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“The most unpleasant, nasty and sadistically cruel movie I have ever seen. It should be banned.” Not yet, it isn’t—but that could happen, as PIG, the new bloodbath horror from Adam (BROKEN) Mason and Andrew Howard, is horrid, incredibly offensive and upsetting, relentless, violent and seriously f**ked up. The world isn’t ready for PIG—are you? Check out some exclusive, distressed and distressing images below the jump for a taste.
Inspired by their frustration with the industry—and in particular how their previous feature BLOOD RIVER was badly handled by sales reps and sat on a shelf for over a year—the two Brits set up shop in Los Angeles and did it their way. As Howard, who stars, wrote PIG with director Mason and produced it with Mason, Michael John Sarna and Patrick Ewald, tells Fango, “Last year was painful in many ways for the both of us, as it was for most. So we decided to make a picture that was ours to control, get it out and be seen by who we wanted, and to cut out the middle Muppet men.”
The main aim was to make an exploitation movie, but taken to an extreme: an absolute that would make the audience question its own morality. PIG was to be shot in one take and real time, with Howard’s eponymous antagonist going about his kill day, torturing, abusing and killing his human prey in a remote ranch out in the desert. Technically, it’s inspired and assured cinéma vérité, as Mason’s camera prowls from one scene of degradation to the next, pulling no punches along the way. “Looking back, it’s very hard and completely shocking to the two of us that we went to such a dark place to make PIG,” Howard says. “It’s certainly the darkest filmmaking time in my life.”
The violence in PIG is hardcore, and is bound to upset many who go for the ride. Howard’s character revels in his bursts of violence with dramatic effect, creating a truly disturbing Jekyll-and-Hyde monster who kicks, punches and urinates on his victims. He also eats their flesh, and in one inventive cookery scene, he serves sliced human liver in a thick wine-and-diced-shallot gravy. And, if the truth be known, Howard vomits on one female actress for real…
Can one go too far in showing such extreme physical and sexual violence? As a filmmaker, are there certain responsibilities to follow? “People will accuse PIG of being misogynistic,” acknowledges Howard, who also essays a villain in the upcoming I SPIT ON YOUR GRAVE remake, “but I believe it goes beyond that. The character simply sees the victims as pieces of meat, rather than male or female. Pig is truly one of the most, if not the most, despicable character committed to film. And as an actor, you have to be brave, go to that dark place where he exists, tell his story and then get the f**k out. Going to a dark place like that can be dangerous and will mess with your head if you’re not careful. Playing with madness, I call it—and dare I say it, it’s fun. What other profession allows you to do something like that and not get locked up?” Howard asks with a wry, devilish grin.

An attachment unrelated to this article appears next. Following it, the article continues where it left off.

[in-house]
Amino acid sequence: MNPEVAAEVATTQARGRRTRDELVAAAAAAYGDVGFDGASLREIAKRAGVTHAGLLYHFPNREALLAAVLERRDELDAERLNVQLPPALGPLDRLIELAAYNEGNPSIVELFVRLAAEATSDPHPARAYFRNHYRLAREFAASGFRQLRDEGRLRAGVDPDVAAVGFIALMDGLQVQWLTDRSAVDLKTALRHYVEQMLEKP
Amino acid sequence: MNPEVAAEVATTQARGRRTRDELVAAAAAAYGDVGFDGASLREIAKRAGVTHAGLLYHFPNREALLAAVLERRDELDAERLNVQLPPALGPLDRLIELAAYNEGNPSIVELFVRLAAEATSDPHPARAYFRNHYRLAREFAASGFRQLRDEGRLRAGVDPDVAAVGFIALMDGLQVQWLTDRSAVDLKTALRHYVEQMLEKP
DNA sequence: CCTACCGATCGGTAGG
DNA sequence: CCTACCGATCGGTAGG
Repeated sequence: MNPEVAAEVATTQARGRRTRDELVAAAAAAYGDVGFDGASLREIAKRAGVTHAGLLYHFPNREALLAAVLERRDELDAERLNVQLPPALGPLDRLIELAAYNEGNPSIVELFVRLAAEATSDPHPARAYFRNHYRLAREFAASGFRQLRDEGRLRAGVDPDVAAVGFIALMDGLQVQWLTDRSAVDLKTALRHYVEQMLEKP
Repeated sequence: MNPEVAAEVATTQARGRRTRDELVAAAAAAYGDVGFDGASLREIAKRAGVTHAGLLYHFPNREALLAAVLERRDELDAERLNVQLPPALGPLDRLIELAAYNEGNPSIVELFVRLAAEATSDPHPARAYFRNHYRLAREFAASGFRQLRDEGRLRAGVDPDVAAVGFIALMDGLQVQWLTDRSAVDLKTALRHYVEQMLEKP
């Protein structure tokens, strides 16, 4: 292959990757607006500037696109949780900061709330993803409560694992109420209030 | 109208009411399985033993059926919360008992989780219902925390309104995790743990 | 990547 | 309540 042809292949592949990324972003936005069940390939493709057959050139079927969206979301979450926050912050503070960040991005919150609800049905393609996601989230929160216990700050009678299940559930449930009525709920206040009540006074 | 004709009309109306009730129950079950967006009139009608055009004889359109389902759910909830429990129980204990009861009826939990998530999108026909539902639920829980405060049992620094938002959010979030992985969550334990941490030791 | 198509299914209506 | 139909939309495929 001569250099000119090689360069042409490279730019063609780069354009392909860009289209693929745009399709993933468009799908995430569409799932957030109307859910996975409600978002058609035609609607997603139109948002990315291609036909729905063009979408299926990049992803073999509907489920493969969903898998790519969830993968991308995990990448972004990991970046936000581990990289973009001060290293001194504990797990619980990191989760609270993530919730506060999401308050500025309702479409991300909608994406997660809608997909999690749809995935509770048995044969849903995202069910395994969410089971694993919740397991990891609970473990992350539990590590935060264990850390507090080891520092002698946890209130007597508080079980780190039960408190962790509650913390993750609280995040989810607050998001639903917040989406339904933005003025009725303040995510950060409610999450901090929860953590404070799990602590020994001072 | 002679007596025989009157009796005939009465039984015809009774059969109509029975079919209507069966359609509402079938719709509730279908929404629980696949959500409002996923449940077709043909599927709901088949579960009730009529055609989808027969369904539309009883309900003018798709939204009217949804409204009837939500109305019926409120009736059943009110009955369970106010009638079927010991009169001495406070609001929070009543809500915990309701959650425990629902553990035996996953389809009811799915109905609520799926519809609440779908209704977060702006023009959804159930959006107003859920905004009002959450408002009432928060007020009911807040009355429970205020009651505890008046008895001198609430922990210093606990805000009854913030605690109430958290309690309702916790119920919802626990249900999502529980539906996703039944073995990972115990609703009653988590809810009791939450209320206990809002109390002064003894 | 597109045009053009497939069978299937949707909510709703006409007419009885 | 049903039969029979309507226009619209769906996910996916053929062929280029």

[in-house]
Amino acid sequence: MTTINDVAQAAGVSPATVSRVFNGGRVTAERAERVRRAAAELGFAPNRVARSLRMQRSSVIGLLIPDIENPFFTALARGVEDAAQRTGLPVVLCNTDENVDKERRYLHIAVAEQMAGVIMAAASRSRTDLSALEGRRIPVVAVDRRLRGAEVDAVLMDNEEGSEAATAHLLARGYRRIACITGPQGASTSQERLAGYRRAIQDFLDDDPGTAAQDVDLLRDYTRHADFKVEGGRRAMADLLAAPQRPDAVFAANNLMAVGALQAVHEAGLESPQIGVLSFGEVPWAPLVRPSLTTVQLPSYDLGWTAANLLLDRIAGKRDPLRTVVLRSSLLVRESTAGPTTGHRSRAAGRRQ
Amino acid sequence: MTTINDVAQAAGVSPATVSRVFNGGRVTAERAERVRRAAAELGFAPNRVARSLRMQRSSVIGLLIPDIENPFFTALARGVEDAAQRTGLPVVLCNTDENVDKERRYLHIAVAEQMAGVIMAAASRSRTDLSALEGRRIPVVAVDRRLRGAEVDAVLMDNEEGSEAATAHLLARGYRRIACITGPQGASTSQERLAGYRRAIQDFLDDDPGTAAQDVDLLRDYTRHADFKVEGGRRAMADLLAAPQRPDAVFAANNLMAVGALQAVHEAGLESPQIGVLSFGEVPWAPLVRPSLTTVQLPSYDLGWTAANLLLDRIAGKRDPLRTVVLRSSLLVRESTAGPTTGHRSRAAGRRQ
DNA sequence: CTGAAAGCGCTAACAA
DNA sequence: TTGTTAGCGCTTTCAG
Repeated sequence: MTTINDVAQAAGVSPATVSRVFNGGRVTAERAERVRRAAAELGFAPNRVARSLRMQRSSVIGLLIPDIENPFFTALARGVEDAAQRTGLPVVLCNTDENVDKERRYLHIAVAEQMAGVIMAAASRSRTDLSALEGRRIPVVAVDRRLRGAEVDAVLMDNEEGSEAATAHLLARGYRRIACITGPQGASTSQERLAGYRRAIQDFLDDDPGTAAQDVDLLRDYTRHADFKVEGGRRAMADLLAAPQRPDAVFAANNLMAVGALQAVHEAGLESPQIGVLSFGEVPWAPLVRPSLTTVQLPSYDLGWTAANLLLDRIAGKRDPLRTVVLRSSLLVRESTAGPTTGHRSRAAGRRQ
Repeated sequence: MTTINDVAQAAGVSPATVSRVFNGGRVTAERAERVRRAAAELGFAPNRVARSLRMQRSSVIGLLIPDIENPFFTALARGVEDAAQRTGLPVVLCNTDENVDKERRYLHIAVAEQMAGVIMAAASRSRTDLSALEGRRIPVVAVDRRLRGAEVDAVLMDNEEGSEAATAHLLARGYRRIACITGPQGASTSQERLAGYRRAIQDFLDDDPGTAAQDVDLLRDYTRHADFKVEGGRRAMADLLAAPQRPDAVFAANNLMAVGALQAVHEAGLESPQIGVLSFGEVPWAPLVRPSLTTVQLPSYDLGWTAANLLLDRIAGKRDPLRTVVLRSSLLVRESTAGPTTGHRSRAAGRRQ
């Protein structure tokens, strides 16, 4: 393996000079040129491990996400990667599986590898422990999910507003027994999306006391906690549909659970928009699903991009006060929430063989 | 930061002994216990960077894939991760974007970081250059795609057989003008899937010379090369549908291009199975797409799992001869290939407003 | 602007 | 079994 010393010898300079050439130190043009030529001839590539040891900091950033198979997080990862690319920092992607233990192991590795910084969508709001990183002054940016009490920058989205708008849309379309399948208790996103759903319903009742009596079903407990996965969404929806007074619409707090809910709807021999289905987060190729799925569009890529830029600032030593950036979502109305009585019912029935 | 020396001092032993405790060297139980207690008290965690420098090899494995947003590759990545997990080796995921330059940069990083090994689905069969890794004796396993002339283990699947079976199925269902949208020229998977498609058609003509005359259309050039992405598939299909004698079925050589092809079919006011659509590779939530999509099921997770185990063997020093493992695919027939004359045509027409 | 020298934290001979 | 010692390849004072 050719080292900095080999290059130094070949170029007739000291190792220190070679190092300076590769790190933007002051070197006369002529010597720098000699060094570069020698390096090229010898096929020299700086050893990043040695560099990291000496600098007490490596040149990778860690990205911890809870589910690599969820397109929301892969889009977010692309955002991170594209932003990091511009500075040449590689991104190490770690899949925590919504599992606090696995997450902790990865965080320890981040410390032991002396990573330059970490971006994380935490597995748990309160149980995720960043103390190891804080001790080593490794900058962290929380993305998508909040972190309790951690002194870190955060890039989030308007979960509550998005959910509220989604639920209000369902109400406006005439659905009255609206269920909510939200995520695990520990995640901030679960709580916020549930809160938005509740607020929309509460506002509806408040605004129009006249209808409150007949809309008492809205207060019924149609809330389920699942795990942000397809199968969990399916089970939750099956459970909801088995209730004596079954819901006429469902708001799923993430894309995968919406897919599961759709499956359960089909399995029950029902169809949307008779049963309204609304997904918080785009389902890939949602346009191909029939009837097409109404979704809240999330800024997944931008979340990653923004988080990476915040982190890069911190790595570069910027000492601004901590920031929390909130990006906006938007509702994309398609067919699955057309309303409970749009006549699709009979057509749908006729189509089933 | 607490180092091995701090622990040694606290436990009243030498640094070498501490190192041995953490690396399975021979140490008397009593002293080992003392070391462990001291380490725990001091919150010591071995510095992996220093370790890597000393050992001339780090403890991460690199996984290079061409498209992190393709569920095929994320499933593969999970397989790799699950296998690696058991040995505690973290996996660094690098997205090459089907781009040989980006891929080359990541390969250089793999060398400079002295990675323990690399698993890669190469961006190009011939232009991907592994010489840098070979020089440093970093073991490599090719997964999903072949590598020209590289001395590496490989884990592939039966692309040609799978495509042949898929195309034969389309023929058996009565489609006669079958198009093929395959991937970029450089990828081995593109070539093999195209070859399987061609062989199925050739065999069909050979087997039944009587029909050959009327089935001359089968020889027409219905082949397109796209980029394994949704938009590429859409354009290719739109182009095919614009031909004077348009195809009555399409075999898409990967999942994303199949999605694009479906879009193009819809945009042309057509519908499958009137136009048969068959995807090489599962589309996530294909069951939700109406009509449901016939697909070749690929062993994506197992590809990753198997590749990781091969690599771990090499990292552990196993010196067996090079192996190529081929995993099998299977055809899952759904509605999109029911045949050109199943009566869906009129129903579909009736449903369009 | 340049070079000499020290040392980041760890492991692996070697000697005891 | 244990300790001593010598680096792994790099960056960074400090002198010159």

Both Howard and Mason are proud of their cinematic swine and can’t wait for Fango readers to see it. “We say that this was made for you and in honor of those extreme genre fans,” Howard says, “and to those who think we are morally reprehensible and that this kind of work creates such monsters.” PIG is unrepentant and nails its colors firmly to the mast by the first minute of running time. It’s poisonous bacon that deserves to be carved thickly sliced—a brave and dangerous movie that is proud to give authority and their sensibilities the one-fingered salute. You can see its world premiere at Dread Central on Saturday, April 17 at 6 p.m. PDT/9 p.m. EDT.
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